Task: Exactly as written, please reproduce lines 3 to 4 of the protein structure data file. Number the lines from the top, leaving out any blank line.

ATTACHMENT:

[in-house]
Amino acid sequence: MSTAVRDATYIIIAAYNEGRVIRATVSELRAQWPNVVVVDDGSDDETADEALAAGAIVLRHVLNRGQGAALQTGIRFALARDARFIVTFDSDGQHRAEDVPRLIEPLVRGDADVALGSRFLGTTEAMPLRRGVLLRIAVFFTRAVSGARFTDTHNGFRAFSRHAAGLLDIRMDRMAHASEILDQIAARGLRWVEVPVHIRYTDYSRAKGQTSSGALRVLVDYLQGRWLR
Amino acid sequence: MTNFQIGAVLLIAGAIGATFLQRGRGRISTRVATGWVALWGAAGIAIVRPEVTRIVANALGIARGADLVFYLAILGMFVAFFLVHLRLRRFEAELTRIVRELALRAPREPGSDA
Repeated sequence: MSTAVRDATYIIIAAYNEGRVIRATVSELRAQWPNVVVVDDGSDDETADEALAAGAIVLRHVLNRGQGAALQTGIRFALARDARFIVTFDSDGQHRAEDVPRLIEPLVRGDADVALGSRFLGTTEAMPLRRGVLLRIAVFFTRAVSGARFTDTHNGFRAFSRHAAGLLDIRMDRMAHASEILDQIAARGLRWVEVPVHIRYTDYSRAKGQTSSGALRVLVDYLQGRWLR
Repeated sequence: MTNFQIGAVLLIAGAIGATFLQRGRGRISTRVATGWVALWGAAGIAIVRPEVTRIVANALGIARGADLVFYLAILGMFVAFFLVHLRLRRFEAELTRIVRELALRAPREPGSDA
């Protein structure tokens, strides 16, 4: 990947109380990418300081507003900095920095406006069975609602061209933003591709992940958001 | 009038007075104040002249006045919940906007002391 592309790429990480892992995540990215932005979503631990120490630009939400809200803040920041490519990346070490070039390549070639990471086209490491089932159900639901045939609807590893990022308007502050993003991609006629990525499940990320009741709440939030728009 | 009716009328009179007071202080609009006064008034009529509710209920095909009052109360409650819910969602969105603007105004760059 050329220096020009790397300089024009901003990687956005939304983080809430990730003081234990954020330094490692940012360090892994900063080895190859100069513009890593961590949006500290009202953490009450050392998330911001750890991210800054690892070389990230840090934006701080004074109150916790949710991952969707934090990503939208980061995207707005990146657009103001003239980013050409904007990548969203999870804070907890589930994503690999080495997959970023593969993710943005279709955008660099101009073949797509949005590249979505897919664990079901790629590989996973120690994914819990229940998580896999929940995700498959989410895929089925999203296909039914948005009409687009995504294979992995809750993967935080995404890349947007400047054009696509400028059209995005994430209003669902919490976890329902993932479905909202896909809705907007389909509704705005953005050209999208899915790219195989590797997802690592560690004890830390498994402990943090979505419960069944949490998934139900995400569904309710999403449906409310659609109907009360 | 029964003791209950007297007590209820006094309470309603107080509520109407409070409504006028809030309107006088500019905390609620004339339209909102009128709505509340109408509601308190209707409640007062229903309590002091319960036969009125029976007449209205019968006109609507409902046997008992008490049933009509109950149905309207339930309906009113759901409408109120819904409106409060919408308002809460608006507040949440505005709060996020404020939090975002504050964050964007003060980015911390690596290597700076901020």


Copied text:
Amino acid sequence: MTNFQIGAVLLIAGAIGATFLQRGRGRISTRVATGWVALWGAAGIAIVRPEVTRIVANALGIARGADLVFYLAILGMFVAFFLVHLRLRRFEAELTRIVRELALRAPREPGSDA
Repeated sequence: MSTAVRDATYIIIAAYNEGRVIRATVSELRAQWPNVVVVDDGSDDETADEALAAGAIVLRHVLNRGQGAALQTGIRFALARDARFIVTFDSDGQHRAEDVPRLIEPLVRGDADVALGSRFLGTTEAMPLRRGVLLRIAVFFTRAVSGARFTDTHNGFRAFSRHAAGLLDIRMDRMAHASEILDQIAARGLRWVEVPVHIRYTDYSRAKGQTSSGALRVLVDYLQGRWLR